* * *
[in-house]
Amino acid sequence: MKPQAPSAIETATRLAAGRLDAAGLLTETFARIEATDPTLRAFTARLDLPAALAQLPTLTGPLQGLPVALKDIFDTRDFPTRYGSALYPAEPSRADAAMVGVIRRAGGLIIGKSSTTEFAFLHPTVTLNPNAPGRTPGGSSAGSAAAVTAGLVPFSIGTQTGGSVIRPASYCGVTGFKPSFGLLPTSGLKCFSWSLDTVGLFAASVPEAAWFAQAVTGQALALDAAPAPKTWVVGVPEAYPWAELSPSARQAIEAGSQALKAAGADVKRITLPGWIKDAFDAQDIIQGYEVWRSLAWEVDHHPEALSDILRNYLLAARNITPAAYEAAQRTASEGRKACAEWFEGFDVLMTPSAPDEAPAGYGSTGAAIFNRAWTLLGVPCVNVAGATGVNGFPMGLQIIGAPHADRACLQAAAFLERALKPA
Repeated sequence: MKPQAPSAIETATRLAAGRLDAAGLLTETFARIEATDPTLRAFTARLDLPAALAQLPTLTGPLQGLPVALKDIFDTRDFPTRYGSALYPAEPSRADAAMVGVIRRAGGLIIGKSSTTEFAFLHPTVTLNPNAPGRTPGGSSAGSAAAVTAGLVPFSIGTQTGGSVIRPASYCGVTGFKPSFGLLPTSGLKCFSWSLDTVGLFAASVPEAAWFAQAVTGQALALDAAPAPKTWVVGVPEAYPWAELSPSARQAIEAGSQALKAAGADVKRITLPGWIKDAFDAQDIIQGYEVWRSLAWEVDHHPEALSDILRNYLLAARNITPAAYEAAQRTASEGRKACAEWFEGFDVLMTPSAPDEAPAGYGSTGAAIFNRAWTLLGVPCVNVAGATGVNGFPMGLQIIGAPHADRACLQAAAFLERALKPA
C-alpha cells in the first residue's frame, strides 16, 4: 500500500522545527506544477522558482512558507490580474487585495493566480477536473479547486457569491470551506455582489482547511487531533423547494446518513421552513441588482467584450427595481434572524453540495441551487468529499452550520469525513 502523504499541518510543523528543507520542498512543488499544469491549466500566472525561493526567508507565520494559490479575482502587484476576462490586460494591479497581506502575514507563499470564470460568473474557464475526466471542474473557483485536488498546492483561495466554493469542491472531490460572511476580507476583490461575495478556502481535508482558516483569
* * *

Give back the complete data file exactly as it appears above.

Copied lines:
[in-house]
Amino acid sequence: MKPQAPSAIETATRLAAGRLDAAGLLTETFARIEATDPTLRAFTARLDLPAALAQLPTLTGPLQGLPVALKDIFDTRDFPTRYGSALYPAEPSRADAAMVGVIRRAGGLIIGKSSTTEFAFLHPTVTLNPNAPGRTPGGSSAGSAAAVTAGLVPFSIGTQTGGSVIRPASYCGVTGFKPSFGLLPTSGLKCFSWSLDTVGLFAASVPEAAWFAQAVTGQALALDAAPAPKTWVVGVPEAYPWAELSPSARQAIEAGSQALKAAGADVKRITLPGWIKDAFDAQDIIQGYEVWRSLAWEVDHHPEALSDILRNYLLAARNITPAAYEAAQRTASEGRKACAEWFEGFDVLMTPSAPDEAPAGYGSTGAAIFNRAWTLLGVPCVNVAGATGVNGFPMGLQIIGAPHADRACLQAAAFLERALKPA
Repeated sequence: MKPQAPSAIETATRLAAGRLDAAGLLTETFARIEATDPTLRAFTARLDLPAALAQLPTLTGPLQGLPVALKDIFDTRDFPTRYGSALYPAEPSRADAAMVGVIRRAGGLIIGKSSTTEFAFLHPTVTLNPNAPGRTPGGSSAGSAAAVTAGLVPFSIGTQTGGSVIRPASYCGVTGFKPSFGLLPTSGLKCFSWSLDTVGLFAASVPEAAWFAQAVTGQALALDAAPAPKTWVVGVPEAYPWAELSPSARQAIEAGSQALKAAGADVKRITLPGWIKDAFDAQDIIQGYEVWRSLAWEVDHHPEALSDILRNYLLAARNITPAAYEAAQRTASEGRKACAEWFEGFDVLMTPSAPDEAPAGYGSTGAAIFNRAWTLLGVPCVNVAGATGVNGFPMGLQIIGAPHADRACLQAAAFLERALKPA
C-alpha cells in the first residue's frame, strides 16, 4: 500500500522545527506544477522558482512558507490580474487585495493566480477536473479547486457569491470551506455582489482547511487531533423547494446518513421552513441588482467584450427595481434572524453540495441551487468529499452550520469525513 502523504499541518510543523528543507520542498512543488499544469491549466500566472525561493526567508507565520494559490479575482502587484476576462490586460494591479497581506502575514507563499470564470460568473474557464475526466471542474473557483485536488498546492483561495466554493469542491472531490460572511476580507476583490461575495478556502481535508482558516483569